Reviving historical forms of religious life to meet today's needs

A version of this story appeared in the Aug 25-Sept 7, 2017 print issue.
Sisters of St. Joseph of Northwestern Pennsylvania agrégées celebrate their vows. (Provided photo)
Sisters of St. Joseph of Northwestern Pennsylvania agrégées celebrate their vows. (Provided photo)

by Dawn Araujo-Hawkins

View Author Profile

Join the Conversation

Send your thoughts to Letters to the Editor. Learn more

Some 360 years ago, when the first Sisters of St. Joseph organized in LePuy, France, another lesser-known group of women organized with them: the agrégées. Just how these "associated sisters" disappeared from common and institutional knowledge isn't clear. However, in the last two decades, agrégées have made a resurgence in some St. Joseph congregations in the United States.

According to Sister of St. Joseph Mary McGlone, author of an upcoming history of Sisters of St. Joseph in the U.S., from the very beginning, agrégées lived according to the rule of the Sisters of St. Joseph, but for various reasons were unable to live in community in LePuy. Broadly speaking, the modern iteration of the agrégée is someone, usually middle-aged or older, who has made a perpetual commitment to a Sister of St. Joseph community but who remains financially independent while making monetary contributions to the congregation.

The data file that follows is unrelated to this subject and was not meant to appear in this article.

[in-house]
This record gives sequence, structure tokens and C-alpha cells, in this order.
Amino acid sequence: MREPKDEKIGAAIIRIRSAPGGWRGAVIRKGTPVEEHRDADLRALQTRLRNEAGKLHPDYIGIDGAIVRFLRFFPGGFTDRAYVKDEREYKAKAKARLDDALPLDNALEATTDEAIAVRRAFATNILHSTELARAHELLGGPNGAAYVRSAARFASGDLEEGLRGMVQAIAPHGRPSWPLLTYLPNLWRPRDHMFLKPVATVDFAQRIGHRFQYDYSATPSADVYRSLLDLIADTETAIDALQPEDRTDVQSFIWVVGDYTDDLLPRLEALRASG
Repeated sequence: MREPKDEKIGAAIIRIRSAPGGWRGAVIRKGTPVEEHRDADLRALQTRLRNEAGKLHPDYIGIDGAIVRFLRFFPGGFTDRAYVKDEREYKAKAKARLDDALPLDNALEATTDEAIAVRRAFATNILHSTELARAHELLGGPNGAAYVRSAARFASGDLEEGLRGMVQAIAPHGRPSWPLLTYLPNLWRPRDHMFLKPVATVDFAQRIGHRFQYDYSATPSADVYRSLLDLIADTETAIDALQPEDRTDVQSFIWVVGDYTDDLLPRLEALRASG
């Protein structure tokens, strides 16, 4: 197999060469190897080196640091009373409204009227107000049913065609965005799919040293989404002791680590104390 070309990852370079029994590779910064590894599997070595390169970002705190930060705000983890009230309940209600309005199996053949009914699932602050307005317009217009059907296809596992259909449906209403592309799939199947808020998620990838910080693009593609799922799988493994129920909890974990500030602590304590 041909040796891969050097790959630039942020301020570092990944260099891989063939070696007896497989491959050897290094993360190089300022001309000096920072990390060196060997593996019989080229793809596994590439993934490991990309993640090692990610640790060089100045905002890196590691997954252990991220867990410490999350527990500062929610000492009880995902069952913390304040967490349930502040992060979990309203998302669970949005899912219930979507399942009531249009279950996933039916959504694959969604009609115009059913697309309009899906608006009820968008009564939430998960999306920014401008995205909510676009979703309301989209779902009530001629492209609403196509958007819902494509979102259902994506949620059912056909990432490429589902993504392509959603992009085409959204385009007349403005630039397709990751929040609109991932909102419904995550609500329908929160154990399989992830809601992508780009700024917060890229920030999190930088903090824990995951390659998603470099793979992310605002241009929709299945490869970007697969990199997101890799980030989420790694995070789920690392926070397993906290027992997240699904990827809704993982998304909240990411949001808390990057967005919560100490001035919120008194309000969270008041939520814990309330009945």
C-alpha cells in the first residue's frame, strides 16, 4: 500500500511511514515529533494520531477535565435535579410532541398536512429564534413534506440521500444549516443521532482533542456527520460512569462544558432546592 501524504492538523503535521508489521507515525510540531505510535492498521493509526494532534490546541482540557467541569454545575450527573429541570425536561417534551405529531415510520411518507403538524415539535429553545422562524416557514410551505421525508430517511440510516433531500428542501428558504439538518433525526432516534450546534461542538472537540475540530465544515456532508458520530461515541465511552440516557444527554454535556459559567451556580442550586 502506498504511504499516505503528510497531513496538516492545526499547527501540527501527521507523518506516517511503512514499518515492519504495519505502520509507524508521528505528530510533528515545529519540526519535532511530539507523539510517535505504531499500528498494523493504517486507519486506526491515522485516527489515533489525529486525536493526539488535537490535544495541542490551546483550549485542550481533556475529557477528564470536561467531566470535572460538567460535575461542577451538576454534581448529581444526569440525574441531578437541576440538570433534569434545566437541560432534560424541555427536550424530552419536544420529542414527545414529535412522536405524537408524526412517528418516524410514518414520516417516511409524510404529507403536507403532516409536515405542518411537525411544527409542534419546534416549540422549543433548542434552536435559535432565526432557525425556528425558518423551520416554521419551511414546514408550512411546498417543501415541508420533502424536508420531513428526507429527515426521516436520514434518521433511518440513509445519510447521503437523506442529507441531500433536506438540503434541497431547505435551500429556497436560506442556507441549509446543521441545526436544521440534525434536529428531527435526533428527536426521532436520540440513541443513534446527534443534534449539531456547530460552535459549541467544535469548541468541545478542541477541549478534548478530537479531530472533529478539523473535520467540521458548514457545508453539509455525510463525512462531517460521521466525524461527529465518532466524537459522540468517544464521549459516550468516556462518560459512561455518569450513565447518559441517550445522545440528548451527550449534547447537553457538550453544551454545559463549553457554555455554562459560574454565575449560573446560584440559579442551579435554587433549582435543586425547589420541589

For some, to hear the story of this revival is to hear a story of the Holy Spirit at work. At separate times — and independently of each other — the Sister of St. Joseph congregations in Concordia, Kansas; Erie, Pennsylvania; and Springfield, Massachusetts, dug into their history and found the agrégées. Each congregation then reimagined agrégées for the modern day, creating new membership models to foster their vision.

Read the full story at Global Sisters Report.

Latest News